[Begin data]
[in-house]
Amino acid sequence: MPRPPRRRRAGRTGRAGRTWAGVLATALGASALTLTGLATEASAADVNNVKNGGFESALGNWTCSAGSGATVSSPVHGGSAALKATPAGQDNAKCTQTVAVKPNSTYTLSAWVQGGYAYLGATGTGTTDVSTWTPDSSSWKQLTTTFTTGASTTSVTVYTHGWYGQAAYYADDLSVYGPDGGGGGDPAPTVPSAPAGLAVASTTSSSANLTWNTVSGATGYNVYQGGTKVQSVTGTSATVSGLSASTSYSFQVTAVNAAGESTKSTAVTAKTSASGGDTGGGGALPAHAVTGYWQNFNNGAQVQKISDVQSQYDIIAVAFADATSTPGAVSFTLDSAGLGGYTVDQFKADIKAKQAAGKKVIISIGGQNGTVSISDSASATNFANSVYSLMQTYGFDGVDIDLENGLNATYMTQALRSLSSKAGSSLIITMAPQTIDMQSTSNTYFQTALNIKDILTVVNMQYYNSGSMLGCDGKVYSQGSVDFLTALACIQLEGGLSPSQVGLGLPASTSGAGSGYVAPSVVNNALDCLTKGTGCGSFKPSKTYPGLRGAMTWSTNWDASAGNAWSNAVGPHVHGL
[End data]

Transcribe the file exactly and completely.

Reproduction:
[in-house]
Amino acid sequence: MPRPPRRRRAGRTGRAGRTWAGVLATALGASALTLTGLATEASAADVNNVKNGGFESALGNWTCSAGSGATVSSPVHGGSAALKATPAGQDNAKCTQTVAVKPNSTYTLSAWVQGGYAYLGATGTGTTDVSTWTPDSSSWKQLTTTFTTGASTTSVTVYTHGWYGQAAYYADDLSVYGPDGGGGGDPAPTVPSAPAGLAVASTTSSSANLTWNTVSGATGYNVYQGGTKVQSVTGTSATVSGLSASTSYSFQVTAVNAAGESTKSTAVTAKTSASGGDTGGGGALPAHAVTGYWQNFNNGAQVQKISDVQSQYDIIAVAFADATSTPGAVSFTLDSAGLGGYTVDQFKADIKAKQAAGKKVIISIGGQNGTVSISDSASATNFANSVYSLMQTYGFDGVDIDLENGLNATYMTQALRSLSSKAGSSLIITMAPQTIDMQSTSNTYFQTALNIKDILTVVNMQYYNSGSMLGCDGKVYSQGSVDFLTALACIQLEGGLSPSQVGLGLPASTSGAGSGYVAPSVVNNALDCLTKGTGCGSFKPSKTYPGLRGAMTWSTNWDASAGNAWSNAVGPHVHGL